In each case as illustrated in FIG. 3, a magnetostatic wave (MSW) 34 propagates in the YIG medium 12 in the Y direction, namely into the page. The dotted lines 36 represent the boundaries of the aperture 26 in the ground plane 16 in each embodiment. The high wave number MSW wave 38 propagates throughout the YIG film 12 in the X direction. The wavelength of the MSW wave 38 changes as it moves from the portion of the medium 12 directly below the first ground plane 16 to the open or unmetallized area 18.
The boundaries 36 of the slot 18 in the ground plane 16 trap a single mode 44 of the MSW wave 40 therein as shown. The trapped wave 44 propagates only in the unmetallized area 18 in the Y direction. The untrapped wave 38 propagates throughout the YIG film 12.
First or upper ground plane 16 has little or no effect on the low frequency cut-off (ωl) of forward volume wave propagation, where ωl =γH and γ is the gyromagnetic ratio (2.8 MHz/Oe) and H is the internal magnetic bias field. The second or lower ground plane 20, however, increases the lower cut-off frequency ωas it comes closer to the YIG layer 12. In the limit, when the YIG 12 is sandwiched between two ground planes, the low frequency cut-off ωl is the same as the high frequency cut-off, i.e. ωl →ωh.
FIG. 4 shows a plot of wavenumber k as a function of frequency. Curve A represents the curve for a 60 μm thick YIG film with one ground plane spaced 500 μm from the YIG film. Curve B represents a trapped mode arrangement with two ground planes such as shown in FIGS. 1 and 2. One of the two ground planes is in contact with one surface of the YIG film and the other is spaced 500 μm from the YIG film. It can be appreciated from FIG. 4 that the low frequency cut-off ωb of curve B is 250 MHz higher than the low frequency cut-off ωa shown for curve A. Accordingly, signals within this 250 MHz range or gap G can propagate in the YIG film 12 with only one ground plane but would be evanescent in the film with two ground planes. In other words, low wavenumber signals within gap G tend to propagate in a region with only one ground plane and are thus trapped in the region. While signals above ωb can propagate in a region of two ground planes and are thus not trapped. Signals above ωb are handled by an attenuation mechanism hereafter described.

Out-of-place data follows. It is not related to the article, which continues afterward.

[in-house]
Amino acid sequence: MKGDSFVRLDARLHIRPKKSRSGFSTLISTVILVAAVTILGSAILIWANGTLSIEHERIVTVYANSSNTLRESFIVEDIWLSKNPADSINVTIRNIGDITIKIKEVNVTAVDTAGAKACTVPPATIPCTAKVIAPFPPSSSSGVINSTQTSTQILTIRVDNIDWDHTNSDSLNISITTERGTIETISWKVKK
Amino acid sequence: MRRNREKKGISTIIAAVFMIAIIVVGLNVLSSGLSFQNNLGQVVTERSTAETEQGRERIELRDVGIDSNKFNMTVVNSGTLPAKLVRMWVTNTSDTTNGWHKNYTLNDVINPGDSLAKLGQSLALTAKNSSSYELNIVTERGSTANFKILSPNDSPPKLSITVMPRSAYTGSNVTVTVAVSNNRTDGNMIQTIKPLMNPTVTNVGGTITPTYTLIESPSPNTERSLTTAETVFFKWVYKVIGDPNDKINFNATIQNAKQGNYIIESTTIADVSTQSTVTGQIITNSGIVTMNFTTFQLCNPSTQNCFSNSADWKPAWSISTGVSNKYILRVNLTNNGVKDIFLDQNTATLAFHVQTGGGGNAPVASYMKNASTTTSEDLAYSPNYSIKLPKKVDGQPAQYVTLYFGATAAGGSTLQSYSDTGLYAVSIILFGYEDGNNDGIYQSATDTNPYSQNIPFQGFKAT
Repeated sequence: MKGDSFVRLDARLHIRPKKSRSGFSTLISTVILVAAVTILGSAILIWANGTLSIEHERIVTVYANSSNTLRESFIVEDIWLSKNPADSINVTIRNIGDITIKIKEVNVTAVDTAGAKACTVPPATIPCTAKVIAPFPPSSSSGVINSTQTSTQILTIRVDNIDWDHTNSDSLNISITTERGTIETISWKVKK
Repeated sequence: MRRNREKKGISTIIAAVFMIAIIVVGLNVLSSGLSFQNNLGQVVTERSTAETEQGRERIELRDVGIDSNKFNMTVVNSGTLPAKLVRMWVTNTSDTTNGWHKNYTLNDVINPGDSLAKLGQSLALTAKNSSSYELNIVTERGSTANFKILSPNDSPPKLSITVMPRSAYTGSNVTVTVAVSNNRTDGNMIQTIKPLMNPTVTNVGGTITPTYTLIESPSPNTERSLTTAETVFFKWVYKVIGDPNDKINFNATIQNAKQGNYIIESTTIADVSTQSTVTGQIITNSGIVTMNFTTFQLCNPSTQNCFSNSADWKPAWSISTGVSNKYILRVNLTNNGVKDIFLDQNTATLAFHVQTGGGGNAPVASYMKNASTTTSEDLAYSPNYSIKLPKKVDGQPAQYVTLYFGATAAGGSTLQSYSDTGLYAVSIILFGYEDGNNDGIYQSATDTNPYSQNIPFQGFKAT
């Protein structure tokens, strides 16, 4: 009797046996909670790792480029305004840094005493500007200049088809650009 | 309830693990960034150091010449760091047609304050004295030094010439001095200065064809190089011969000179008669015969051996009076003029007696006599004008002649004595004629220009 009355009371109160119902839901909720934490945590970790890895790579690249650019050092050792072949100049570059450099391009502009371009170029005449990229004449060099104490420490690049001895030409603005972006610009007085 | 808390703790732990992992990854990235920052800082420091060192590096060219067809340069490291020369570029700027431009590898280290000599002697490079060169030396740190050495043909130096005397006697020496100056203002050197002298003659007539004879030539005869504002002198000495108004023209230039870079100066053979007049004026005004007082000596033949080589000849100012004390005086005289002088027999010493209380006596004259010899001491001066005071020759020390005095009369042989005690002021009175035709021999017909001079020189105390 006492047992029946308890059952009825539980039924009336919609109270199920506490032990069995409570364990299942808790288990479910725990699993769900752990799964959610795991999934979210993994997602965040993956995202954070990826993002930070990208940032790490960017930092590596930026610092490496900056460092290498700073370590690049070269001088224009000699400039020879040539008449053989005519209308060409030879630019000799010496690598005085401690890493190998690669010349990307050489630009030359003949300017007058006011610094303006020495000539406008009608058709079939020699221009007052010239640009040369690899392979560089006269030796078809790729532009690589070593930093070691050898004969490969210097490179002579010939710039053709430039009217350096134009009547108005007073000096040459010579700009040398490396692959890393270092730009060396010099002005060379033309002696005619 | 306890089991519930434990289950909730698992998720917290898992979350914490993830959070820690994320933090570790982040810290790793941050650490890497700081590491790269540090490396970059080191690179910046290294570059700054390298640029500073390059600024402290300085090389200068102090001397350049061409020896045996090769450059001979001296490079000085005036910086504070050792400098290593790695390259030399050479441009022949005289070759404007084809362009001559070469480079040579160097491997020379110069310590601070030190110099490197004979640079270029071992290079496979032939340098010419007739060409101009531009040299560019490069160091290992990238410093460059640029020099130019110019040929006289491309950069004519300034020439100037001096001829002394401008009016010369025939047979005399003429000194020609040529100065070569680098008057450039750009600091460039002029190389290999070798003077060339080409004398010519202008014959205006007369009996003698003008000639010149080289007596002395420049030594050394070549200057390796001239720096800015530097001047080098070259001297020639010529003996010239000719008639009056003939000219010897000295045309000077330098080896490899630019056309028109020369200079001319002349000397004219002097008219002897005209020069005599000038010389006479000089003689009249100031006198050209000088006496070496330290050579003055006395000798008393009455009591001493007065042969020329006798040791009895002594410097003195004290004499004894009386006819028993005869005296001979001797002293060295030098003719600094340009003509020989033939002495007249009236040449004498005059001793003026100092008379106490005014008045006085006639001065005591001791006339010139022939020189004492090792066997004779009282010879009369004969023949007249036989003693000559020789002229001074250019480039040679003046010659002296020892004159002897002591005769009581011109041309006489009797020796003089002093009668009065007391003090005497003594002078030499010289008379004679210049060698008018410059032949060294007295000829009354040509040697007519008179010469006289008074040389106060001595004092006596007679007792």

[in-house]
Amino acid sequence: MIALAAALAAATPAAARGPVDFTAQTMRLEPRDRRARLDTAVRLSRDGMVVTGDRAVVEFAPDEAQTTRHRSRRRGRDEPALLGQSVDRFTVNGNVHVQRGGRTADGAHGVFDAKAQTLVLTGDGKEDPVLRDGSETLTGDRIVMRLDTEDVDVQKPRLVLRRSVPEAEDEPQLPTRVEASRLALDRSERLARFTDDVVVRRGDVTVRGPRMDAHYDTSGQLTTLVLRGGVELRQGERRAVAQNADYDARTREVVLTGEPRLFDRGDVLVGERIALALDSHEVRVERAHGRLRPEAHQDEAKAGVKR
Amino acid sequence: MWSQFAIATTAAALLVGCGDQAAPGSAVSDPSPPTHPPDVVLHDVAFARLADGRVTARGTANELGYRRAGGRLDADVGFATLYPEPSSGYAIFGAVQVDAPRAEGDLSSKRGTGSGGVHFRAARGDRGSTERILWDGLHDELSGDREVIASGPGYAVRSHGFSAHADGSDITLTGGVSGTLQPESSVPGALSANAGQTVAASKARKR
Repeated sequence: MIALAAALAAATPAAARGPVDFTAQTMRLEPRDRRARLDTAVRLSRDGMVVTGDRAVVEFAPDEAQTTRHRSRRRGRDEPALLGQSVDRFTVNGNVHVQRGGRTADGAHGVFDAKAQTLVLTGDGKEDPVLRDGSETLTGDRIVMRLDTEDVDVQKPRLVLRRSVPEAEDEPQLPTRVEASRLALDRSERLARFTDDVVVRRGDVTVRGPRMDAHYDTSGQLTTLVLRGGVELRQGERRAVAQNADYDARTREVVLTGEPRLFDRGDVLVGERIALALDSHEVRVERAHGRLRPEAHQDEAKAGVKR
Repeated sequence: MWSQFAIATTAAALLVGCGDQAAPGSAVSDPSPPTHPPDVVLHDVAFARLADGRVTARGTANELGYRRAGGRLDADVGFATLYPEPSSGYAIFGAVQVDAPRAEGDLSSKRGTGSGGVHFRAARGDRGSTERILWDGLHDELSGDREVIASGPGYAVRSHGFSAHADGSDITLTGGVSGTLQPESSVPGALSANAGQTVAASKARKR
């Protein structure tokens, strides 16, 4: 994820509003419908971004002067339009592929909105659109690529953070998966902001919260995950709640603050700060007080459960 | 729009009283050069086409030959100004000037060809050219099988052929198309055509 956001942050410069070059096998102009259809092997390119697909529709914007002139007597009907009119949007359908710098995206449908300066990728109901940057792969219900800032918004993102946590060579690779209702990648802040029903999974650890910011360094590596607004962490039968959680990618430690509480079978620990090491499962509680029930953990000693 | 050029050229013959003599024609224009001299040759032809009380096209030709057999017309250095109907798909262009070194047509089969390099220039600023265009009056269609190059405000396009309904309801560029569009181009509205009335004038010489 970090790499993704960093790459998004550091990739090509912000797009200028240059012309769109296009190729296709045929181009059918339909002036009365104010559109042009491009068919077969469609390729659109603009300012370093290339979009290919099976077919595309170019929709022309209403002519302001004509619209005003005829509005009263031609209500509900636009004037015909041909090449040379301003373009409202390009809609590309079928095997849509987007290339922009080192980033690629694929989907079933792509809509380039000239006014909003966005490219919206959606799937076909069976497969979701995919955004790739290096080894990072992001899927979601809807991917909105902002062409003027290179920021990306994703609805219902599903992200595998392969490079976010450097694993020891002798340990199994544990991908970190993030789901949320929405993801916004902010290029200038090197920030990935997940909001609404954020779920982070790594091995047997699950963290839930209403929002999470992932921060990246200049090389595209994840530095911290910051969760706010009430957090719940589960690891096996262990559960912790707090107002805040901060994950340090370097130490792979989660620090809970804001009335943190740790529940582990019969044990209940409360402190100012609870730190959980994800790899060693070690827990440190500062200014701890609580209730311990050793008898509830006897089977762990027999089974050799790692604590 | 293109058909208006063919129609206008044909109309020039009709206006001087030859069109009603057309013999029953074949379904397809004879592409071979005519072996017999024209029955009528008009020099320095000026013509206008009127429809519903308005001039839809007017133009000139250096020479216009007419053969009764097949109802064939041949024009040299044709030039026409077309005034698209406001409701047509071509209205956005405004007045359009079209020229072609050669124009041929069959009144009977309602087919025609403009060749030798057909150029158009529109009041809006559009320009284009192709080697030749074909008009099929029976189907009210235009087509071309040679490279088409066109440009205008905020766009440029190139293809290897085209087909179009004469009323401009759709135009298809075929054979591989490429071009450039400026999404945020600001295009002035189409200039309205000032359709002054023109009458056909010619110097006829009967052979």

The following examples in FIGS. 5A-5E illustrate trapped resonator configurations. FIG. 5F illustrates a trapped delay line arrangement. The arrangements of FIGS. 5A-5F rely on trapping of the desired resonance in the unmetallized YIG film area and thereafter absorbing the untrapped waves by a variety of techniques in the surrounding metallized area. For example, FIG. 5A illustrates a resonator 50 comprising a GGG substrate 52, lower ground plane 54, a first lossy YIG film 56 on the substrate 52, a low loss YIG film 58 deposited over the film 56 and an apertured upper ground plane 60. A square unmetallized area 62 forms the aperture in the ground plane 60 exposing a portion of the low loss YIG film 58. The high loss YIG film 56 does not extend into the region of the aperture. In FIG. 5A if the width of the unmetallized area 62 is 1 mm, then the lowest order resonance with K=10π cm-1 is trapped in the square unmetallized area 62, and thus propagates or resonates only in the aperture 62. Second and higher order resonances at K=20π cm-1 (and higher) are untrapped and propagate throughout the low loss YIG film 58. However, the untrapped modes are attenuated by the lossy YIG film 56. This film can be an Ho:YIG which has a resonance line width of >10 Oe and may be deposited by a liquid phase epitaxy or sputtering and patterned by photolithography and etching before growth of the low loss YIG layer 58 thereon.